Too Many Steps
The polls are in and a single-page checkout is still the best way to go. Various studies show that they convert 10-20% higher than multi-page checkouts. All in all, they allow customers to proceed more quickly through the checkout process.
However, if your website template only allows for multi-page checkout — or if a single-page slows down your site too much — you can still make it work. In this scenario, adding a progress bar at the top of the checkout so that customers know what step they’re on can be crucial.
Be sure to consolidate the steps as much as possible to minimize the total number of steps (i.e. by again ensuring you have a “same as billing address” option for delivery address).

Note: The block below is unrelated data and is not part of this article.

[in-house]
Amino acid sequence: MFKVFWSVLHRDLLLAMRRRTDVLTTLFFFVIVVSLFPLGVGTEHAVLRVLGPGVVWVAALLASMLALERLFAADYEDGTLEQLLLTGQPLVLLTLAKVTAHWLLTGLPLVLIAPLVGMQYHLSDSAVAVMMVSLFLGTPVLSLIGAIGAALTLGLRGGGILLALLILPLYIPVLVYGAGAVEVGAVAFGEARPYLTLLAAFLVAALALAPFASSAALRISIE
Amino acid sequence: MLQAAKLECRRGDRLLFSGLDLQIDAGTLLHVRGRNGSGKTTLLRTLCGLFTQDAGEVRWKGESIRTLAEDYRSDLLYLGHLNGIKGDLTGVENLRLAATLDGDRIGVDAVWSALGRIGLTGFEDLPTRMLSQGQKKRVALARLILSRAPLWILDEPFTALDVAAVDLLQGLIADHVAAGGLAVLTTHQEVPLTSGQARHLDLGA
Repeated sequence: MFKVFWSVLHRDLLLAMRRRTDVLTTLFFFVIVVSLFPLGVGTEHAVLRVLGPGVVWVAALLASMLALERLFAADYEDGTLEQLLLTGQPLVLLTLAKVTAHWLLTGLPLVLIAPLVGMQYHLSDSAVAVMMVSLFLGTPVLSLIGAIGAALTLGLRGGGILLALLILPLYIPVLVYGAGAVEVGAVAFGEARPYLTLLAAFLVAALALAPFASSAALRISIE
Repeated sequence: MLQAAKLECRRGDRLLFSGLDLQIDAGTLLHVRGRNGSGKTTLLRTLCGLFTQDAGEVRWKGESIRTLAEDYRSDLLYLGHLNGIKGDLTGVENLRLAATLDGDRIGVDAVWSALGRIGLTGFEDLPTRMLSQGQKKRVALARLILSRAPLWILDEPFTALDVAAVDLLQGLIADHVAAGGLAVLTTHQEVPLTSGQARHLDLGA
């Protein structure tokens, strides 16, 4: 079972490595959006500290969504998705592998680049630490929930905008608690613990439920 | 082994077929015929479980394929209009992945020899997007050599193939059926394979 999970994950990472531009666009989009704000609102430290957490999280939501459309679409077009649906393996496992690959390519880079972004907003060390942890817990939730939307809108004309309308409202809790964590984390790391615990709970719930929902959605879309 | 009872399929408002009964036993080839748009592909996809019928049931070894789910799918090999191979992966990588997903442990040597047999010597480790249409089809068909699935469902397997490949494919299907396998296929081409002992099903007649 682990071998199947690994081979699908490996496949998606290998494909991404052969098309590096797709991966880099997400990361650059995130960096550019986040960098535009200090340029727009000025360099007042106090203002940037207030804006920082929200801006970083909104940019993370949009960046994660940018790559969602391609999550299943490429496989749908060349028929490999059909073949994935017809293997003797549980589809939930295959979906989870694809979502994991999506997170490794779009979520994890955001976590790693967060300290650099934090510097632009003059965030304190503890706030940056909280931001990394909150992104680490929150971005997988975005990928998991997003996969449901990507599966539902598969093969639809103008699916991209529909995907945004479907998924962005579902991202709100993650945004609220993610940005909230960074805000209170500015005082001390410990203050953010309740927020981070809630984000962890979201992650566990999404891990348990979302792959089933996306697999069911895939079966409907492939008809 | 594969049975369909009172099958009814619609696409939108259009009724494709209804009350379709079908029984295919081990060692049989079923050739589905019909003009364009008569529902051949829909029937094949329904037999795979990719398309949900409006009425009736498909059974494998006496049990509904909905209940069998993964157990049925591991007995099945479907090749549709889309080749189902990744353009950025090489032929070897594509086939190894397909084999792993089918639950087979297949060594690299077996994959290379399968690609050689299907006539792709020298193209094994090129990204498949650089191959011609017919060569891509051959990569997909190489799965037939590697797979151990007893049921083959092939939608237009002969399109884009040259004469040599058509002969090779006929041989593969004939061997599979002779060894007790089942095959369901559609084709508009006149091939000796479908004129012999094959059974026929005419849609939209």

Ambiguous Error Messages
Make sure that your form fields are coded to provide specific error messages to customers who fill out the fields incorrectly. For example, if a customer uses improper formatting for the phone number field, the error message should specify what exactly they did wrong. Should they include hyphens? Exclude area code parentheses? Leave out the spaces?
Image: UX Planet
Don’t just add a red highlight to the cell or an error message that says “Oops! Something went wrong.” Customers will probably try again, but most likely give up after receiving an error notification for a second time.
Another important thing to note is placement of the error message. Insert it right underneath the field in question, or it could go unseen if it’s at the top of the page — particularly if they need to scroll back up in order to see it.
Hard-to-Find Promo Code Box